Let Us Build Each Other Up

Posted on 2023-02-23
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Last week my ire over the public trashing of a Bishop I care about by a man he had been a friend to led me to sin in my casual comments about SSPX. Originally, I wrongly attributed sedevacantism to them. Though that is the case with a few of their members, the organization specifically eschews sedevacantism. I corrected that in the article, itself. In the process I disheartened some of the folks at SSPX who are good friends. SSPX is a very traditionalist Catholic society that has flirted with schism, at times, and is deeply opposed to Vatican II. They say that they only oppose parts of it but in this case, almost all the adherents I have ever met are eager in their trashing of it. I may call those adherents “members” at times, but formally the society only recognizes their Priests and Bishops as members.

This hits one of my hot buttons. In the summer of 1990 I was doing a lot of reading of Reformation-era literature. Somehow I picked up St. Augustine’s “Confessions,” which preceded the Reformation by over a thousand years. It triggered in me the desire to seriously examine the Catholic Church. In fact, it made me wonder why I had never seriously examined it previously. I was never anti-Catholic, though for a boy in the 50s and 60s from a southern fundamentalist background, there was a certain dread attached to looking at the formal Church seriously, even if that dread did not attach to her individual members. For over a decade and a half I DID look seriously at a large number of Protestant denominations hoping for a home, always to be disappointed. By the time it occurred to me to look seriously at Catholicism I had become like a poor orphan boy, believing there was no home for me on this earth.

It turned out RCIA was starting just a couple of weeks after I had finished St. Augustine’s mighty work. (For non-Catholics, RCIA is the process of inquiry and instruction for adults considering conversion into Catholicism. It usually starts in September and culminates at Easter). While I had this new, last hope of finding a spiritual home, I was not going to be fooled again. So I read voraciously the first two months, trying (quite frankly) to find the catch before getting too deep into it. I read many Church Fathers, many saints, and many catechetical commentaries. The first things I read, though, were all the documents from Vatican II. What those documents convinced me of was that I may, indeed, have found my home. Oh sure, I was later to hear all sorts of abuses and offenses justified as being part of the “spirit of” Vatican II by people – and prelates – who had contempt for what the Church actually teaches. But I had read the documents – and I well knew this “spirit of” garbage had no connection to what Vatican II actually taught. After some time, whenever anyone spoke to me of the “spirit of” Vatican II, internally I thought, “Okay, here is another one influenced by the evil spirit desperately trying to attach itself to Vatican II.”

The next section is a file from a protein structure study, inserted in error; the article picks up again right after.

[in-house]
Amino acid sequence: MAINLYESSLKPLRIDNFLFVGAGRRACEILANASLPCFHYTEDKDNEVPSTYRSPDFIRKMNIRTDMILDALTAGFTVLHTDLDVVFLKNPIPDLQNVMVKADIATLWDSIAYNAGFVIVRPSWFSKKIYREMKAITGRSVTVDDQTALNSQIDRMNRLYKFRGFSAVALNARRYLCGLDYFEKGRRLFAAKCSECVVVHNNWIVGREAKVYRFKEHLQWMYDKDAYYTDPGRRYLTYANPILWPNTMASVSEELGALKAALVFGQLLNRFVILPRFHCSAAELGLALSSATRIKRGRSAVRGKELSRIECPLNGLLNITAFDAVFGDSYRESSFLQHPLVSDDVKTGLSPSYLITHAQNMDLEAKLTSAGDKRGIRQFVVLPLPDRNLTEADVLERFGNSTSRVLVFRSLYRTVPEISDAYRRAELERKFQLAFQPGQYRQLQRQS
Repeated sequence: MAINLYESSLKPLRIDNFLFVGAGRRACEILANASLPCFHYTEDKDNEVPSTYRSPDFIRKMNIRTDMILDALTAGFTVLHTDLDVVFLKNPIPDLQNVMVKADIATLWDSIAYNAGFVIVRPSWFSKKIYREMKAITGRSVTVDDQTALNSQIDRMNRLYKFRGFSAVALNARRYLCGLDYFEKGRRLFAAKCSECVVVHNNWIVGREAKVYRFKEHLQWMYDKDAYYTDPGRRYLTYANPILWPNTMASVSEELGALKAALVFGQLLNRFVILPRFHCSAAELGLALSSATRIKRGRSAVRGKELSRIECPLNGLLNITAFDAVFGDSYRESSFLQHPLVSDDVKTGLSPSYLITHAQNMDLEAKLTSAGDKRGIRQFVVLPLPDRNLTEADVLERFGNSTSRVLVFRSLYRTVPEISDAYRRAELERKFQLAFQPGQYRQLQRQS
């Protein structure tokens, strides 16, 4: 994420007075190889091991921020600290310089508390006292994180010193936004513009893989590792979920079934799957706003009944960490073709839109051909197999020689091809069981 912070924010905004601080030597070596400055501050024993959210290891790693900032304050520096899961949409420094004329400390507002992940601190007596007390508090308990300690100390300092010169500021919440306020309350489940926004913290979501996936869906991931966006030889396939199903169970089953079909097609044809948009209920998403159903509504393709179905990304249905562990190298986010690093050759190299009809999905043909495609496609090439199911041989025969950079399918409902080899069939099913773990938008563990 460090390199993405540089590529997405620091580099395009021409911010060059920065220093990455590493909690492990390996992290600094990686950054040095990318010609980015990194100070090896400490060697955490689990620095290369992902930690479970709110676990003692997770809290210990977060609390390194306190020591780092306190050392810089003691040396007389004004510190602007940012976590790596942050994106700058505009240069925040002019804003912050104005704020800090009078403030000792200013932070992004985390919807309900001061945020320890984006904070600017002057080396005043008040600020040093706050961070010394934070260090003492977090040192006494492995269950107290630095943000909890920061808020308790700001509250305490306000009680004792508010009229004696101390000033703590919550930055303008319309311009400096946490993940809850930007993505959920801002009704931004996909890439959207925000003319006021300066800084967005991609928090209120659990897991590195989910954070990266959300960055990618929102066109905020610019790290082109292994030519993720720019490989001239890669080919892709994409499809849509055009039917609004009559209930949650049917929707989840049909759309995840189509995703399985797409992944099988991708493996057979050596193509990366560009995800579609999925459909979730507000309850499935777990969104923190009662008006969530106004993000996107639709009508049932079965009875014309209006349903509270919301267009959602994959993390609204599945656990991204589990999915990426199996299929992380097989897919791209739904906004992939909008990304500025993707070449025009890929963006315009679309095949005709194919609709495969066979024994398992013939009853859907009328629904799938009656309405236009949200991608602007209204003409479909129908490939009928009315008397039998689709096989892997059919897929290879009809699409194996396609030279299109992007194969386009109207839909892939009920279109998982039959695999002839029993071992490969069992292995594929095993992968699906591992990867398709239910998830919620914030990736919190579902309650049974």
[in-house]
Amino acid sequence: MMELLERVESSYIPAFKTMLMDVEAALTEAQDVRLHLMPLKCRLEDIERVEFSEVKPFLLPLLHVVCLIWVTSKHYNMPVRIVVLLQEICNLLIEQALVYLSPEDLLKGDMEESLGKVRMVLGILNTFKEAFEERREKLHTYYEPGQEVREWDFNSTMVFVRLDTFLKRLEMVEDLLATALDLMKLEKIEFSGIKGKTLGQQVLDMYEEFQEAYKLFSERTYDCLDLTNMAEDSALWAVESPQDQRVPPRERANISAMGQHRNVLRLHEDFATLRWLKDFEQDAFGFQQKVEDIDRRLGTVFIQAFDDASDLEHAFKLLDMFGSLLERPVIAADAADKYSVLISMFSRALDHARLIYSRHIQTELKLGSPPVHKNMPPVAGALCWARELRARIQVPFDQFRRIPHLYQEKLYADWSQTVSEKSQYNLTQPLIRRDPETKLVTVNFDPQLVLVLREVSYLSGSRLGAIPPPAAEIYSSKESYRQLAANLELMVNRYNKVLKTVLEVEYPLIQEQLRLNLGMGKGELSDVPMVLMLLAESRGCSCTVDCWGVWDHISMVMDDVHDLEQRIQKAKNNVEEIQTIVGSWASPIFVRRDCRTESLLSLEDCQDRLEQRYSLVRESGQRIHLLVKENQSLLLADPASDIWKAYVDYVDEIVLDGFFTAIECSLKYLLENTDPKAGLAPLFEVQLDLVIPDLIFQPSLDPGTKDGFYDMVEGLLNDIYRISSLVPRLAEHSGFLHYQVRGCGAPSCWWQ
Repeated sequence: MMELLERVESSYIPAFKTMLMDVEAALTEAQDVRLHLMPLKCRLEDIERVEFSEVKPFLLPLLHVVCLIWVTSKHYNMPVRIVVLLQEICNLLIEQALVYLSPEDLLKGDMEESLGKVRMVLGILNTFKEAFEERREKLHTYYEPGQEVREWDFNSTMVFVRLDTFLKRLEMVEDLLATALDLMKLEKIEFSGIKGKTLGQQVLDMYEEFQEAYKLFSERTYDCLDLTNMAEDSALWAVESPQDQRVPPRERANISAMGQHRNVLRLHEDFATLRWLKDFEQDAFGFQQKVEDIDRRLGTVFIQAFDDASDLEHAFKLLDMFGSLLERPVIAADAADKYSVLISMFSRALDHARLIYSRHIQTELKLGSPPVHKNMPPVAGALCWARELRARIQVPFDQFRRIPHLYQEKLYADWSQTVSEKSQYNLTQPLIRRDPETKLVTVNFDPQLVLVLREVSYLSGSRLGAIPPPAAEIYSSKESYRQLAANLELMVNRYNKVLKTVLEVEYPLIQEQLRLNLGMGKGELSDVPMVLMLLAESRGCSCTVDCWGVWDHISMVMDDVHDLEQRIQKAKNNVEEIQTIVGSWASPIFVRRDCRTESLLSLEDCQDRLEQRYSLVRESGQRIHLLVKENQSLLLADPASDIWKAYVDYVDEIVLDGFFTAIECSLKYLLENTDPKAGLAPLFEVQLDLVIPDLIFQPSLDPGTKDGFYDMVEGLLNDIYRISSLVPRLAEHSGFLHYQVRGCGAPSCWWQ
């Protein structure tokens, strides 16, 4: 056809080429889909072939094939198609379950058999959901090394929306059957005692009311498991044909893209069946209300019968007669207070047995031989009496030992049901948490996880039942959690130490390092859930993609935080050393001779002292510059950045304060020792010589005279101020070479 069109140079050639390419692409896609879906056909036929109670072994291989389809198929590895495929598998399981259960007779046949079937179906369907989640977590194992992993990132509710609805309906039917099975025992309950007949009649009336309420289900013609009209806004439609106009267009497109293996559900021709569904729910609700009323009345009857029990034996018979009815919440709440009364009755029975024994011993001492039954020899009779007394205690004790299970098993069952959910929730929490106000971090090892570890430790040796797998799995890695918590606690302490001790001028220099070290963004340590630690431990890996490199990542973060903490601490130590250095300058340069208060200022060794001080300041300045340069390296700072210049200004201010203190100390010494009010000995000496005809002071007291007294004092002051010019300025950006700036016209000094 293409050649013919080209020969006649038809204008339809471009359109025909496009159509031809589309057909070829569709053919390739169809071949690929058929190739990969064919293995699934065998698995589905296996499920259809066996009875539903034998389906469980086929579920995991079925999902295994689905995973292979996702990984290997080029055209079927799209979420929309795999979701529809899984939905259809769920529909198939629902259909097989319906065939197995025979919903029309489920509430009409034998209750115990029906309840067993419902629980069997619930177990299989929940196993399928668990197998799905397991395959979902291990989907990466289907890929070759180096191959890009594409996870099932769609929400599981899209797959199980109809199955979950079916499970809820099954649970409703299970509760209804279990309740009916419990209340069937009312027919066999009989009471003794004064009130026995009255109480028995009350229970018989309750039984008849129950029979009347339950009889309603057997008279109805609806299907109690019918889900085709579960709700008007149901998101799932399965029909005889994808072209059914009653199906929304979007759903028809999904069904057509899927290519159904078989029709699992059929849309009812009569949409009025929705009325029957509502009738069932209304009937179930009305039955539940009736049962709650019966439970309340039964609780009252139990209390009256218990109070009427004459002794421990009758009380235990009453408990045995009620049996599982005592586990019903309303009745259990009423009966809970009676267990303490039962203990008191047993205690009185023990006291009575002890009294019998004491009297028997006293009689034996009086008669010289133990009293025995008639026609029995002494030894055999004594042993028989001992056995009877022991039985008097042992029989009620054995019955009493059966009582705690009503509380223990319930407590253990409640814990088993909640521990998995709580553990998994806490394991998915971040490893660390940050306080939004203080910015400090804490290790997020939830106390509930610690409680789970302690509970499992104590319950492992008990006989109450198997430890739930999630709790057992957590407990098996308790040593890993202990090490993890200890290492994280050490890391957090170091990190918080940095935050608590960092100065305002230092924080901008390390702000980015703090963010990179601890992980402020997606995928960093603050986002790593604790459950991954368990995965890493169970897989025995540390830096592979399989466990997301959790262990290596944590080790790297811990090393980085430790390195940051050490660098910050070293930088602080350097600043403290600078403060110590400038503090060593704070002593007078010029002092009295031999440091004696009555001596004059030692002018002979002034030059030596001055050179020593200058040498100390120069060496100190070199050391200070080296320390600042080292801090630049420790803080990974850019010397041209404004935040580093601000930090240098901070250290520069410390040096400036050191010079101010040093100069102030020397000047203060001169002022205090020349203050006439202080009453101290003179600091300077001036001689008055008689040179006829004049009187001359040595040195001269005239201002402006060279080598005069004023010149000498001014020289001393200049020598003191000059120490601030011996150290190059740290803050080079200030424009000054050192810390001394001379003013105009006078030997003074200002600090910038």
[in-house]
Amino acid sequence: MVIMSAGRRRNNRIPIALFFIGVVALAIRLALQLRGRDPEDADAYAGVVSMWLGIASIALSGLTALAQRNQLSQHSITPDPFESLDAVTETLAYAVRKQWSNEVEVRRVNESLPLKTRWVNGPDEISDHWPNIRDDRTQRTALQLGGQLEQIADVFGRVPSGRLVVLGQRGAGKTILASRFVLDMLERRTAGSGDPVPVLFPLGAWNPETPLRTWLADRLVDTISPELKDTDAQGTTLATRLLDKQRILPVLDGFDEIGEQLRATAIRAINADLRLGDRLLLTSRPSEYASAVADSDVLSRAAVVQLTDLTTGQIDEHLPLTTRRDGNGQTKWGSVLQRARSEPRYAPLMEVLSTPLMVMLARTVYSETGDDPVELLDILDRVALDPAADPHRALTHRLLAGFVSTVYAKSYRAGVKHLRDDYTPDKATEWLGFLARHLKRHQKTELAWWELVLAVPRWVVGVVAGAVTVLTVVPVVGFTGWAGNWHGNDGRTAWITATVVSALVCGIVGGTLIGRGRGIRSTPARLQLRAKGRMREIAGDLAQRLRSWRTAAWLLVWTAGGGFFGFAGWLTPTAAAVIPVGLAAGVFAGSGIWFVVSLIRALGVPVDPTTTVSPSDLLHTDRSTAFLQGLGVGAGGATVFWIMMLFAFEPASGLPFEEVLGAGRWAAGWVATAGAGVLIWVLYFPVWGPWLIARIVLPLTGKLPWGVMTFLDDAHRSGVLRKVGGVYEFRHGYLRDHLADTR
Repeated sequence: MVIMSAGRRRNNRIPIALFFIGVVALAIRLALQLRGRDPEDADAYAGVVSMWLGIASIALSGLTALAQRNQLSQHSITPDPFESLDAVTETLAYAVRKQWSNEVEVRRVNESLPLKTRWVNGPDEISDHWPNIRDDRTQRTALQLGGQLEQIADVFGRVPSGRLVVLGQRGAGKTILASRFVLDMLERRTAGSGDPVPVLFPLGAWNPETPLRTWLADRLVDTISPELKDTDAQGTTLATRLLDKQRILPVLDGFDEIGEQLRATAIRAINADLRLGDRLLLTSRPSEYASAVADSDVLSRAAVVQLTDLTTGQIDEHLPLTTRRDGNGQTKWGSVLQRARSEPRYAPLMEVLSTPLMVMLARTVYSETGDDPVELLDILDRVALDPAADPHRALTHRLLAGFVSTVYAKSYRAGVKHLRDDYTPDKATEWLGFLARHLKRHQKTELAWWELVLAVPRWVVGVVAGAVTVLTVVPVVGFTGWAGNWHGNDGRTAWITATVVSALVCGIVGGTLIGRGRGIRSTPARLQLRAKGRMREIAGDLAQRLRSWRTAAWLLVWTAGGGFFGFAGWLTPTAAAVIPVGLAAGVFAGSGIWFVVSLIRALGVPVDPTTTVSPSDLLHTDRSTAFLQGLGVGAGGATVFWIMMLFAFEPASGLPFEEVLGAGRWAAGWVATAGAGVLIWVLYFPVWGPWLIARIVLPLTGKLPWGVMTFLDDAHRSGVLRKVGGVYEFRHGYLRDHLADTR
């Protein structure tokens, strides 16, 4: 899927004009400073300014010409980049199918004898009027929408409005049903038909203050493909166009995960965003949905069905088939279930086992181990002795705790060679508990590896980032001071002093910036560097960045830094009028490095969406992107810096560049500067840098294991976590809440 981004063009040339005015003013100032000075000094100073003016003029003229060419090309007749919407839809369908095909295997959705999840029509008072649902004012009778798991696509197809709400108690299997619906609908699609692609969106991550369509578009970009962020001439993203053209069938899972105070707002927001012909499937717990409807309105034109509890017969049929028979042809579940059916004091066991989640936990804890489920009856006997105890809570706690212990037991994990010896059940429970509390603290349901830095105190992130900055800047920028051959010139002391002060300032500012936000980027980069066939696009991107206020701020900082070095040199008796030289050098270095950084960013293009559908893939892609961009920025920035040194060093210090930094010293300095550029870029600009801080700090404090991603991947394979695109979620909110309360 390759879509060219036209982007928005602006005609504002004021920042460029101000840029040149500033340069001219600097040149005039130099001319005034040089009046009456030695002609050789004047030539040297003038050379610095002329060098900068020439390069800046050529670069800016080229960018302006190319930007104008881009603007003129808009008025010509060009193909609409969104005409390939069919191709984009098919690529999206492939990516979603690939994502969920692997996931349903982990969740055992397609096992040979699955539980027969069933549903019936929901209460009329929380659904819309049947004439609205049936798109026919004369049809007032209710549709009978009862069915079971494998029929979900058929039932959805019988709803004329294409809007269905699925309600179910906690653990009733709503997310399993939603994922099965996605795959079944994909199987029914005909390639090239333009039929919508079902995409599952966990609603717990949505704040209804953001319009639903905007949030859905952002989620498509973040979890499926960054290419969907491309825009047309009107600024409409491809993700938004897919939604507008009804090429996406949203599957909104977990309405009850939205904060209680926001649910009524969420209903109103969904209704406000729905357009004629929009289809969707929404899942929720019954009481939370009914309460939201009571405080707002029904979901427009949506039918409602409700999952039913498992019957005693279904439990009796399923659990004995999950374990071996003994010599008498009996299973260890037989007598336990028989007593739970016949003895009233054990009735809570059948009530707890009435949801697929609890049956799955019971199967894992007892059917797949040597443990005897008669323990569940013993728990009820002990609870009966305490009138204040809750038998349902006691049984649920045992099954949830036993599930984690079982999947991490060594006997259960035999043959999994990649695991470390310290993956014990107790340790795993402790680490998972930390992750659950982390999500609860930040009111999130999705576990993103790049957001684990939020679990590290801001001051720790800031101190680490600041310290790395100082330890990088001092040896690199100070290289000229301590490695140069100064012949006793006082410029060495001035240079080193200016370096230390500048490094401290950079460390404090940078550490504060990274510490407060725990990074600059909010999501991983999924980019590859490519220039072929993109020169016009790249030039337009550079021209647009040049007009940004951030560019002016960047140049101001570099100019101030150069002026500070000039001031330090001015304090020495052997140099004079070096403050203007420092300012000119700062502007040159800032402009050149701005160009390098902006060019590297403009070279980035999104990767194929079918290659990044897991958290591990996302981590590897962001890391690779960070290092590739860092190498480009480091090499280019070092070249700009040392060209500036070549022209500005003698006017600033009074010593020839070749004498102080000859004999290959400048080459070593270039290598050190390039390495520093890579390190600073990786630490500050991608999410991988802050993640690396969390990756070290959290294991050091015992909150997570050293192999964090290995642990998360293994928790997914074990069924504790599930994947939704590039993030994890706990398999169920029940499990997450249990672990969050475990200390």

It was two months in when I knew that, barring some major problem, I had found my home. Through this process, there are several rites which move things along. At one point, we had the Rite of Acceptance coming up. For two weeks before that I had nightmares that at the moment of the rite when the Priest came to me, he would tell me, “We do not accept you,” and cast me out of the Church. I told the woman I was dating at that time about these nightmares – and she actually started giggling. Deeply offended, I asked her what she thought was so funny about my nightmares. “You’re intimidated, aren’t you?” she asked. I conceded that, yes, I reckon I was. She replied that she had never seen me intimidated by anyone or anything before and she thought it was about time I felt a little of what the “rest of us” feel most of the time.  I was, indeed, a poor orphan who had gone so long without a home I had convinced myself I didn’t need or want a home – and now I had a home I wanted with every fiber of my being and feared it might be taken from me.